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Monday, September 18, 2017

School Daze

Ah! Autumn!
I love school. To this day, I love stepping on to a campus – any campus. Grade schools. High schools. Colleges! The aromas of autumn and cafeteria spin me back to those days of learning. Armed with a new batch of pencils, it was a time to reunite with classmates after summer break and show off my new roller skating jeans. Not everyone had roller-skating jeans.

My parents had a sneaky way of instilling my love of learning. They loved to quiz me on news and topics I was oblivious to. Eventually, I grew tired of being dumb. So I convinced myself to study harder and read stuff beyond my Nancy Drew mysteries. Learning paid off of me. And there's one thing I know for sure: I want it to pay off for my kids.

This has not been a problem for my daughter who is naturally-inquisitive. I've never had to push her to study. As a matter of fact, she found my homework assistance detrimental to her grades. (I offered to help with a TAG English assignment once. Apparently, it was one of the worst grades she got that semester.)

My son is a different story. Not only would he prefer to be doing just about anything else in the world than study, but he believes there's absolutely nothing wrong with a B. And I agree. There's absolutely nothing wrong with a B, as long is it's someone else's grade. I'm only kidding. Sort of.

To be fair, Cole is doing well in school this year. (So far!) Some of this has to do with the fact that he's beginning to realize college is around the corner. Some of this has to do with the development of his teenage brain. Mostly, I think, it's because he's not obsessed with any particular girl right now.

There's been a learning curve for me on this whole business of "raising your son to take school seriously." But here are two actions I have found to be somewhat helpful:

  • I never assume he has studied for a test, even if he says he did. 
  • I push and push and push him to explain concepts to me. Within 30 seconds I can tell whether he understands what he's talking about. It's not just about memorization anymore.

A few years ago Cole told that he received an A on a test. My response was, "See Cole! Doesn't it feel  great to get that good grade? It's kind of like when you get a goal in soccer!" He quickly retorted with a snort. "No, Mom. It's nothing like getting a goal in soccer." He went on to explain that the first thing he thinks about when he gets a good grade is how it will make his mother happy.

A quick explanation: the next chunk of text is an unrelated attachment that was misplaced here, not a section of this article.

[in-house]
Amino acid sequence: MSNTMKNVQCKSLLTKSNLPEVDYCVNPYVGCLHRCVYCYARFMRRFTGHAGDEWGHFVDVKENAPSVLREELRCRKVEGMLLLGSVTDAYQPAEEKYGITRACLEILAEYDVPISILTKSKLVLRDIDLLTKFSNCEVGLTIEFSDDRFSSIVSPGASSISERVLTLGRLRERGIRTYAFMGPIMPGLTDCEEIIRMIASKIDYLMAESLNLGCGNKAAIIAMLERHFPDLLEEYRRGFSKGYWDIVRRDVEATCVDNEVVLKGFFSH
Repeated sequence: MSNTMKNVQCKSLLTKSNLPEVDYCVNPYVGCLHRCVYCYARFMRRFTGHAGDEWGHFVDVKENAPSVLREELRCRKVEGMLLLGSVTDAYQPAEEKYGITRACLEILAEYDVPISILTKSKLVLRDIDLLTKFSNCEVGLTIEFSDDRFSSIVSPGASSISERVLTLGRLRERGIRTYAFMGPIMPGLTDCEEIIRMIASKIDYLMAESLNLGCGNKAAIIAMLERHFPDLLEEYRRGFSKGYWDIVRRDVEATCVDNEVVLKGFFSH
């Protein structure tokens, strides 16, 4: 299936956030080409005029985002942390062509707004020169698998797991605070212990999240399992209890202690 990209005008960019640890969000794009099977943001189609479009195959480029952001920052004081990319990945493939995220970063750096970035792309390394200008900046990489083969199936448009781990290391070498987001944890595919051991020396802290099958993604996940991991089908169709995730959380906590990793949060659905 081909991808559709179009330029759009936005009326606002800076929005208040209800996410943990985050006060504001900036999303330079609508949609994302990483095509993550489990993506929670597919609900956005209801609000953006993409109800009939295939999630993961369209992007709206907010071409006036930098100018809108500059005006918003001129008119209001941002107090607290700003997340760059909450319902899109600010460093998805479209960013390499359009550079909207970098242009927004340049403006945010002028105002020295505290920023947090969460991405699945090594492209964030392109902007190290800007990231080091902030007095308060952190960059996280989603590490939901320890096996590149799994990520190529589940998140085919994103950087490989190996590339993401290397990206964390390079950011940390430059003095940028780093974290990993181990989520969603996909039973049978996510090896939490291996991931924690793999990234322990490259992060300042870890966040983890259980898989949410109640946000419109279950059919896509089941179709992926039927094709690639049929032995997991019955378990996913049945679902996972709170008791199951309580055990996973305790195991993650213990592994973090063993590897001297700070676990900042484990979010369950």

Professor Steffie
But I'm sensing a change in Cole. He texted me the other day about getting an A on a science test. And that night? He went on to talk about what he was learning. With great interest, I listened intensely as he droned on about anatomy. I wasn't so intrigued with the content. But I was excited to detect a bit of pride. It might not have been as exhilarating as a soccer goal, but he certainly seemed to feel a sense of achievement. I think a love of learning might be starting to percolate.

I'm teaching Principles of Management at Iowa Western this semester. I didn't decide to do this because I've been sitting around twiddling my thumbs. I decided to do this because I value learning. And as many of you have probably guessed, I like to share my experiences. Maybe, just maybe, I'll help a few others to percolate a love of learning.

Sunday, September 10, 2017

Pulling off the Band-Aid

The other night I was walking a track around a soccer complex filled with intense youngsters wearing colorful uniforms and the most adorable, tiny cleats. As I watched pure exuberance chase soccer balls, my heart sang and stung just a little. Weren't those my kids just only a few short years ago?
watching them play is still fun

Last weekend we traversed (in our Traverse!) to Iowa City to enjoy the first football game of the season. The plans were to meet up with our good friends and catch a glimpse of our college-aged daughter. And a glimpse is all we got. She's a busy girl with a full course load, a job, and friends who do't go out until after 10 PM. Crazy kids.

I'm so proud of our kids who are focused and have goals. Alex will become a journalist tackling social issues. Cole will either be an MLS soccer player or something else. (He really is talking about the "something else" possibilities.) 

Sometimes it just hits me. My usefulness as a parent is waning fast.

I was expressing this sentiment to a recently-retired friend of my parents. This is how he responded:

I remember when we took Michael to Luther College in 2001. Everything I had read said to not prolong the "tearing" apart by lingering at college after getting him settled into his dorm. They told us that parents weekend was just six weeks away and a good time to linger. So, with an abruptness we took him, moved his stuff in said our good byes and departed. It was rough on me and I was full of tears in the car pulling away. It was not that I was first experiencing his independence that we trained him to have but the finality of it all that the corner actually turned. Since that date our times together are richer and better with time. A beer or glass of wine are not required to make this so but they are a compliment for part of the times we are now together.

Beautifully-worded, Chris Hoffmann.

an Iowa City party sans the daughter
Last night I was completely sacked out when my son came home after midnight. He had driven a carload of kids to Council Bluffs to see the movie. The kid just turned sixteen, and I don't even remember saying goodnight to him! According to Doug I said, "Home so early, Cole?" Bad mom? Nah. I'm a good mom who has a proclivity for deep sleep. As most mothers understand, deep sleep is typically not an option as your kids grow up. Maybe, just maybe I'm pulling off the band-aid. And you know what? I'm going to enjoy that deep sleep – and every other moment as it comes.